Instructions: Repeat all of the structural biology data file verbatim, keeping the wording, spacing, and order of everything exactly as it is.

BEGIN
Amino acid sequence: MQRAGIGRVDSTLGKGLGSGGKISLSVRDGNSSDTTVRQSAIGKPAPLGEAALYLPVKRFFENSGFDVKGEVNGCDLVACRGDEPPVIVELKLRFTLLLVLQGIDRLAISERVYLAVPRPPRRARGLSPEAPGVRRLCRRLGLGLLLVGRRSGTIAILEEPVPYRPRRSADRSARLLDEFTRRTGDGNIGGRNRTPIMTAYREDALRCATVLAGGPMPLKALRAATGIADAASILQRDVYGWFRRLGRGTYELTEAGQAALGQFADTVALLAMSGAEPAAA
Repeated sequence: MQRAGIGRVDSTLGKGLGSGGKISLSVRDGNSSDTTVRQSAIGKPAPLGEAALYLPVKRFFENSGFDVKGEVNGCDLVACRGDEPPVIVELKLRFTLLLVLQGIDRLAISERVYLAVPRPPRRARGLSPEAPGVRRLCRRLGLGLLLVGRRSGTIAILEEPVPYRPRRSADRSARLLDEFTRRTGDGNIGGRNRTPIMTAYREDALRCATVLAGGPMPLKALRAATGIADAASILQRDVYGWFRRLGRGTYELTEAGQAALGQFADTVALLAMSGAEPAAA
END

Amino acid sequence: MQRAGIGRVDSTLGKGLGSGGKISLSVRDGNSSDTTVRQSAIGKPAPLGEAALYLPVKRFFENSGFDVKGEVNGCDLVACRGDEPPVIVELKLRFTLLLVLQGIDRLAISERVYLAVPRPPRRARGLSPEAPGVRRLCRRLGLGLLLVGRRSGTIAILEEPVPYRPRRSADRSARLLDEFTRRTGDGNIGGRNRTPIMTAYREDALRCATVLAGGPMPLKALRAATGIADAASILQRDVYGWFRRLGRGTYELTEAGQAALGQFADTVALLAMSGAEPAAA
Repeated sequence: MQRAGIGRVDSTLGKGLGSGGKISLSVRDGNSSDTTVRQSAIGKPAPLGEAALYLPVKRFFENSGFDVKGEVNGCDLVACRGDEPPVIVELKLRFTLLLVLQGIDRLAISERVYLAVPRPPRRARGLSPEAPGVRRLCRRLGLGLLLVGRRSGTIAILEEPVPYRPRRSADRSARLLDEFTRRTGDGNIGGRNRTPIMTAYREDALRCATVLAGGPMPLKALRAATGIADAASILQRDVYGWFRRLGRGTYELTEAGQAALGQFADTVALLAMSGAEPAAA